As my colleague indicated in her post last week, an adult must suffer from a "medically determinable impairment" in order to receive disability benefits, and not every impairment is easily proven by clinical or laboratory findings. There is no gold standard, for example, in making diagnosis of rheumatoid arthritis. Similarly, there are no widely accepted formal diagnostic criteria for myasthenia gravis. Though many claimants suffer from symptoms of pain or fatigue, a "symptom" is not a medically determinable impairment under SSR 96-4p. Thus, further rules may be necessary to establish a medical impairment.
In order to receive disability benefits an adult must suffer from a medically determinable impairment or combination of impairments that is severe enough to prevent them from engaging in work activity. The Social Security Administration (SSA) defines a medically determinable impairment as "an impairment that results from anatomical, physiological, or psychological abnormalities which can be shown by medically acceptable clinical and laboratory diagnostic techniques. A physical or mental impairment must be established by medical evidence consisting of signs, symptoms, and laboratory findings-not only by the individual's statement of symptoms."
The Americans with Disabilities Act of 1990 protects Minnesota workers with disabilities from workplace discrimination. According to the law, local and state governments, private employers, labor unions and employment agencies are prohibited from discriminating against employees who have qualifying disabilities. Indeed, not all Americans with disabilities require Social Security disability insurance to survive; many excel at high level jobs when reasonable accommodation is provided.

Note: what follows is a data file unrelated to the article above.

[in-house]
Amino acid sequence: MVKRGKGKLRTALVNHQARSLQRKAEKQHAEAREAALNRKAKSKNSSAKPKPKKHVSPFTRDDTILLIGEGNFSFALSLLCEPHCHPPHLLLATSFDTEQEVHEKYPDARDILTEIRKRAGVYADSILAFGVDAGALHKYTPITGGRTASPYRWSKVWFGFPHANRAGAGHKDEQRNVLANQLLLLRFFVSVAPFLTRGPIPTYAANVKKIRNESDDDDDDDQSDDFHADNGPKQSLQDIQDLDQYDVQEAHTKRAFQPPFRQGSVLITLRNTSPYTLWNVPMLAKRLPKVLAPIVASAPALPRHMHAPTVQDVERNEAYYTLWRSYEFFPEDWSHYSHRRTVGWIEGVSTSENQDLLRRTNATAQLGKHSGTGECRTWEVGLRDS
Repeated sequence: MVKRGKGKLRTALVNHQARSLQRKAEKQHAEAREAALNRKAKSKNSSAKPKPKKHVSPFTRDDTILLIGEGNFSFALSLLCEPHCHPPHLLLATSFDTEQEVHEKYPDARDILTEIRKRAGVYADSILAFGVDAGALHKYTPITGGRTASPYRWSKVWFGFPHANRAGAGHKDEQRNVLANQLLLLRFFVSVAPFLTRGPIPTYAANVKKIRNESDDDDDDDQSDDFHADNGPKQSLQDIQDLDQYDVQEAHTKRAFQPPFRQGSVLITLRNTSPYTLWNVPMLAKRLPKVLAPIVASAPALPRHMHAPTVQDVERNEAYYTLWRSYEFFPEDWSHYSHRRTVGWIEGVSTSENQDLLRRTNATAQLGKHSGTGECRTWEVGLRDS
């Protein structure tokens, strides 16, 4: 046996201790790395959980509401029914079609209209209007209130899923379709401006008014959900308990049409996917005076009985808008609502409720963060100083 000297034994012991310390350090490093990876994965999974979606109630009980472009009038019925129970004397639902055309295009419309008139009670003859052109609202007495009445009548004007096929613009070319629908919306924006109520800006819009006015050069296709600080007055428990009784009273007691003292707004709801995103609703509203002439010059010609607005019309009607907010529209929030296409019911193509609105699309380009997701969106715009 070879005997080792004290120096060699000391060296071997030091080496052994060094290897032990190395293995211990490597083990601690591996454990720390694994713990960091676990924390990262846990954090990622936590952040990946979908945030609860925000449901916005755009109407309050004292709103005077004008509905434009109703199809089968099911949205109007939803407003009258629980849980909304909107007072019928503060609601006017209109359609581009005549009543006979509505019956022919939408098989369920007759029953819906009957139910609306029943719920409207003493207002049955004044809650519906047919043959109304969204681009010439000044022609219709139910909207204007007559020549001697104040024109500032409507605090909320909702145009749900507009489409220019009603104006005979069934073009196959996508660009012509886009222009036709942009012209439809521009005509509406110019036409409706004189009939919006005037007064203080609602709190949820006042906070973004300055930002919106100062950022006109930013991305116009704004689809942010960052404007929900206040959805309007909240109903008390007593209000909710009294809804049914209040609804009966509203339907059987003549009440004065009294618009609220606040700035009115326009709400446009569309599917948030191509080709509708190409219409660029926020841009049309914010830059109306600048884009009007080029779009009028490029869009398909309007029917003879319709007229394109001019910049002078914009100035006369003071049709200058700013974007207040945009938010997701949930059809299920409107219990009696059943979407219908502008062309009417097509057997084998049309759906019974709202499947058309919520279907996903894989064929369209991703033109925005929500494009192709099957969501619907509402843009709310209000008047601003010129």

Millions of Americans rely on their Social Security checks each month to make financial ends meet. However, millions of Americans have also tried to qualify for these benefits and failed. That is why most people want to know before they apply for benefits if they will qualify to receive them.
Thousands of Minnesota residents rely on their Social Security disability benefits every month. While some politicians are arguing that a lot of these people do not deserve benefits, there are also a lot of disabled persons who deserve benefits but their applications are continually denied.
At some point in most of our lives, it becomes time to set out on our own and earn an income for ourselves. Some of us, however, have a much more difficult time trying to do that than others -- especially those of us who suffer from some form of disability. Whether that disability is physical or mental, people who are unable to work and earn at least $1,000 a month or more, may be able to qualify for government assistance to help make financial ends meet. In this article, we will discuss Social Security disability payments relating to mental impairment.
Our nation's Social Security system has two primary parts. One part is the disability insurance system. The other part is the Old Age and Survivors Insurance program. Congress has always treated them together under the larger financial umbrella of the Social Security Administration, moving funds from one to the other when needed.
When a mental impairment claim may be warranted, one thing that has to be done is to determine the severity of said impairment. This can be done by looking at a number of factors; the severity depends on which of these factors exist at the same time. Some of those that are considered include the following: